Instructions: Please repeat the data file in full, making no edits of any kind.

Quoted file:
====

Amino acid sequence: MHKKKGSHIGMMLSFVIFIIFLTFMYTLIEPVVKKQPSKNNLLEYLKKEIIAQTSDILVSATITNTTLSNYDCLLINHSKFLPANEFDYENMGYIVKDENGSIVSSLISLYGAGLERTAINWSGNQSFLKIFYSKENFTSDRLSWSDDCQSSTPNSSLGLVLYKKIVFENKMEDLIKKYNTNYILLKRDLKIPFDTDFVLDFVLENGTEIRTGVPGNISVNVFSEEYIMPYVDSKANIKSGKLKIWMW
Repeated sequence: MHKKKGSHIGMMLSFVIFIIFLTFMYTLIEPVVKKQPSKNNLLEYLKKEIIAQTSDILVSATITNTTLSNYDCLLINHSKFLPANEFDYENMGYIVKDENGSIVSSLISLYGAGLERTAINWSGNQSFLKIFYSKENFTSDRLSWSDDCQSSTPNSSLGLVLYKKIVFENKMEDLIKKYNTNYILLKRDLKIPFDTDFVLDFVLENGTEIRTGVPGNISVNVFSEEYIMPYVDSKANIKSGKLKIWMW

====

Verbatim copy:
Amino acid sequence: MHKKKGSHIGMMLSFVIFIIFLTFMYTLIEPVVKKQPSKNNLLEYLKKEIIAQTSDILVSATITNTTLSNYDCLLINHSKFLPANEFDYENMGYIVKDENGSIVSSLISLYGAGLERTAINWSGNQSFLKIFYSKENFTSDRLSWSDDCQSSTPNSSLGLVLYKKIVFENKMEDLIKKYNTNYILLKRDLKIPFDTDFVLDFVLENGTEIRTGVPGNISVNVFSEEYIMPYVDSKANIKSGKLKIWMW
Repeated sequence: MHKKKGSHIGMMLSFVIFIIFLTFMYTLIEPVVKKQPSKNNLLEYLKKEIIAQTSDILVSATITNTTLSNYDCLLINHSKFLPANEFDYENMGYIVKDENGSIVSSLISLYGAGLERTAINWSGNQSFLKIFYSKENFTSDRLSWSDDCQSSTPNSSLGLVLYKKIVFENKMEDLIKKYNTNYILLKRDLKIPFDTDFVLDFVLENGTEIRTGVPGNISVNVFSEEYIMPYVDSKANIKSGKLKIWMW